There’s something about the Enmore Theatre that lures universal bands to its stage. For Interpol’s front man Paul Banks, it’s the lovely awnings apparently. He stopped to compliment the theatre’s intricate architecture as he addressed the two thousand-strong audience before him on Tuesday night.
Thirteen years into their impressive yet tumultuous career, Interpol have come back down under in support of their self-titled comeback album. It’s a bitterly honest depiction of the confusion and exhaustion that goes hand in hand with success and had past and present fans alike chanting in evocative unison.
The sound was airtight, the set list contemporary and their instrumental execution impeccable, but admittedly the professionally appareled quintet came across as rather vacant and rigid on stage. The New York rockers leave much to be desired when it comes to live entertainment and awe-inspiring stage presence.
To me the crowd seemed rather motionless; though I’m not sure if that was indeed due to slight boredom or unfamiliarity of the new album or if I’m simply mistaking it for a sense of enthrallment caused by Interpol’s characteristically intense and beautifully dark sound.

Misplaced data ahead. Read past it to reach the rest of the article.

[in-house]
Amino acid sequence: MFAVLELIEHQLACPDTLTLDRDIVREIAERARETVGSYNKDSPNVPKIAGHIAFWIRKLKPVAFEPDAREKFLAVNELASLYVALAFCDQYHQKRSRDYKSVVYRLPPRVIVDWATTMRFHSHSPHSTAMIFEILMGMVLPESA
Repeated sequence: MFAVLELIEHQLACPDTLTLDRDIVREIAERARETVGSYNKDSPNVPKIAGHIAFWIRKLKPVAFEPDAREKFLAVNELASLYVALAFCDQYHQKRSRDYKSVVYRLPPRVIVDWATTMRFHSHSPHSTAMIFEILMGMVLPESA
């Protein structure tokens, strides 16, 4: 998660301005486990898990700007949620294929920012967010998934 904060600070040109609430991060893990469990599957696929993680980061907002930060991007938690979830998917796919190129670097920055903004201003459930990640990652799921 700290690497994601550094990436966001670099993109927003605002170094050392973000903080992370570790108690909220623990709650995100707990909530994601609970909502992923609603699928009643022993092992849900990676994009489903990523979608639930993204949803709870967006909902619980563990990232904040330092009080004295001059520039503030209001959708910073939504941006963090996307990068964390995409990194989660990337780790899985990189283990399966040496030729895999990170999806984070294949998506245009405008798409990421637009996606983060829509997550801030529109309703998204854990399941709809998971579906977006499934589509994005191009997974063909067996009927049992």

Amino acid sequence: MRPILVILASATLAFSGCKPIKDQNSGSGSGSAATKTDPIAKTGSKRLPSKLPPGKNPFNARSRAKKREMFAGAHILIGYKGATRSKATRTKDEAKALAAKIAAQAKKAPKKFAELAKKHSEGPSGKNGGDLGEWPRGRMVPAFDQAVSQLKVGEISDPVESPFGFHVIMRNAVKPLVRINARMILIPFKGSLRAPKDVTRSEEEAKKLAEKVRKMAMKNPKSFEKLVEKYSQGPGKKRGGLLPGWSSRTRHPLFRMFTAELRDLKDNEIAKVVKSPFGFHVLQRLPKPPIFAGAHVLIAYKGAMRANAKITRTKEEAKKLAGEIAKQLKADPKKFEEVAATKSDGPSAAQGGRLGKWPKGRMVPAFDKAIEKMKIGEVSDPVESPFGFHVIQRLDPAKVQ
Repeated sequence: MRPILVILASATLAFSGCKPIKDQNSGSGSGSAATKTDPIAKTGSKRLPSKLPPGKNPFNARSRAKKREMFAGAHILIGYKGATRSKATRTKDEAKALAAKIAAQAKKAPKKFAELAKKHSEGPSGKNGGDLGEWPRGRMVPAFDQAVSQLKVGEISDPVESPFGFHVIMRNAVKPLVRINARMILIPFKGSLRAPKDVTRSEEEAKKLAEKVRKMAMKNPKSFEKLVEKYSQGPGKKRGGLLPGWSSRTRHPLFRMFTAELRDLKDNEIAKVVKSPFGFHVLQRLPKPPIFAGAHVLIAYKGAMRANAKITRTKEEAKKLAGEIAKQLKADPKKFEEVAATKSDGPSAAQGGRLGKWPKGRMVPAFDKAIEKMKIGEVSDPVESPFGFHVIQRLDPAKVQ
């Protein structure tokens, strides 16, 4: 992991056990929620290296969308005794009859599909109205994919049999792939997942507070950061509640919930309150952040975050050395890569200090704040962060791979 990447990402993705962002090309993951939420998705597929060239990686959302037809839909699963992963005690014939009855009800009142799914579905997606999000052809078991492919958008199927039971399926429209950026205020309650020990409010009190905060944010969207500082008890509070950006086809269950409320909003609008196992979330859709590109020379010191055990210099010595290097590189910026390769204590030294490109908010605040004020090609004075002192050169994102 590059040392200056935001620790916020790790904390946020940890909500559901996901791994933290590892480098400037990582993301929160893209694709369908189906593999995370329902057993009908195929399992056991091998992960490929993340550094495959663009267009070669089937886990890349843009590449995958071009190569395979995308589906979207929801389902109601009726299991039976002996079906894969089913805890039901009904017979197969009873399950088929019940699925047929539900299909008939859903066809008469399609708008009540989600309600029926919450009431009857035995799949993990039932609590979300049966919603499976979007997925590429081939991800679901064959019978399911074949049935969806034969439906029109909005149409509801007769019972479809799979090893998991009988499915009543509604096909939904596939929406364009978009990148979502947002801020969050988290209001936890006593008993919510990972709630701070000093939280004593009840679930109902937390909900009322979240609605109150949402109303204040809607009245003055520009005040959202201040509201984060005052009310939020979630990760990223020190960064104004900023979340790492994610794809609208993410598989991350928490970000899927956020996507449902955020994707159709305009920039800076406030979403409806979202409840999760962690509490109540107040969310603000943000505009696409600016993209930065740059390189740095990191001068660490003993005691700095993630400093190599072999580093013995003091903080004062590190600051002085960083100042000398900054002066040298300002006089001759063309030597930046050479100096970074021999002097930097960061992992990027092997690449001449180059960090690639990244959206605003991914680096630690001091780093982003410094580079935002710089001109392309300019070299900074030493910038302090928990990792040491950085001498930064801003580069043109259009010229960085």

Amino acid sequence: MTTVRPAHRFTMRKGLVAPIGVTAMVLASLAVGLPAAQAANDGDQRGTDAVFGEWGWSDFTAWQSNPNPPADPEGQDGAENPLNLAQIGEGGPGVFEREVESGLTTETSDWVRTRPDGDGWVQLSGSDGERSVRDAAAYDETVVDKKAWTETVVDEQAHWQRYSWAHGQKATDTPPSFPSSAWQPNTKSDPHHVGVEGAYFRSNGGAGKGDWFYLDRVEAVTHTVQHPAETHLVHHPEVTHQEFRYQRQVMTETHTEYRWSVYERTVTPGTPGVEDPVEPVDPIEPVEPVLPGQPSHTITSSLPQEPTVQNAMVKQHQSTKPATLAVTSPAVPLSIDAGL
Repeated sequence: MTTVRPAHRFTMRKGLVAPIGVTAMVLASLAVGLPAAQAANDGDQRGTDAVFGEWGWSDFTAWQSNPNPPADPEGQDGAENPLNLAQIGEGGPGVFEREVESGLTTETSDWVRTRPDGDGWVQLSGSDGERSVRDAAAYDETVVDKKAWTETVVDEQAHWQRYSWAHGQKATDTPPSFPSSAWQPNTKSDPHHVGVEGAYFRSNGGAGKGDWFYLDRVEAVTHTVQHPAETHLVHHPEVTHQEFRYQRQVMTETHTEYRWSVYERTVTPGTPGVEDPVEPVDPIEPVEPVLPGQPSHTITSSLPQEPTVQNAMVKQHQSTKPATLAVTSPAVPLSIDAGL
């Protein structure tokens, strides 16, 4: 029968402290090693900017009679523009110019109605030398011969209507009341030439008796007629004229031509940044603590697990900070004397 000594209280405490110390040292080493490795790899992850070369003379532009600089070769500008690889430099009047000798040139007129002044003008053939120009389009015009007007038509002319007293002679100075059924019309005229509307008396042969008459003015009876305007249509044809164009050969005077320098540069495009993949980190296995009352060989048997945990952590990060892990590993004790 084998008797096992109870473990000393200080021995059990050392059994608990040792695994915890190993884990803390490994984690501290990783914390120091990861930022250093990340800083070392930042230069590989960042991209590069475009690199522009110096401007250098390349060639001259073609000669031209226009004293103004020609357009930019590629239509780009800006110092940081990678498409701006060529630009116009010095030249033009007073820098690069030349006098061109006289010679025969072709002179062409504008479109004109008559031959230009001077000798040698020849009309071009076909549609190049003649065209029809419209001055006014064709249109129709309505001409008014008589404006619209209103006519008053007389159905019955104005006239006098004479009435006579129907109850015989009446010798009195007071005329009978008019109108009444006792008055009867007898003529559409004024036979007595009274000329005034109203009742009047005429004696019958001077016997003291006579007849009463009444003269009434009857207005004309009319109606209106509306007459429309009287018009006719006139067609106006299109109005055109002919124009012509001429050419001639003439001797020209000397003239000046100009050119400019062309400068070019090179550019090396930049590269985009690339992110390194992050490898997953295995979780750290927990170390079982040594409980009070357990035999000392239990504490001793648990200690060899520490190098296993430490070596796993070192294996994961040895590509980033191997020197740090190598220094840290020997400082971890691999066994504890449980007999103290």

Even though guitarist Daniel Kessler had me temporarily amused and ensnared by his incessant fancy footwork, judging by the audience’s general reception, not even his foot-shuffling efforts were enough to provoke a wave of mosh action.
Personally, I’m not fanatical about Interpol’s latest offering. I’m much more of an Antics (2004) admirer that saw the birth of brilliant tracks “Evil” and “Slow Hands”. Sure, the aura of heaviness and gorgeously melancholic elements that define Interpol are still firmly etched in the new album – particularly in “Success” and “Lights” – but rather than trudging through with that climatic intensity it sinks into what feels like a bleak, half-hearted black hole.
Naturally, I was thrilled to hear the primeval likes of “Narc”, “Say Hello To The Angels” and “The New” weaved into the set list, but this gig was certainly a showcase of the novel recordings so if you’re planning to catch Interpol live this year, be prepared for an onslaught of Interpol (2010) material. Anyhow, despite my opinion, the new album was released to critical acclaim this year and the patrons of the Enmore Theatre exited the venue speaking only words of praise and approval.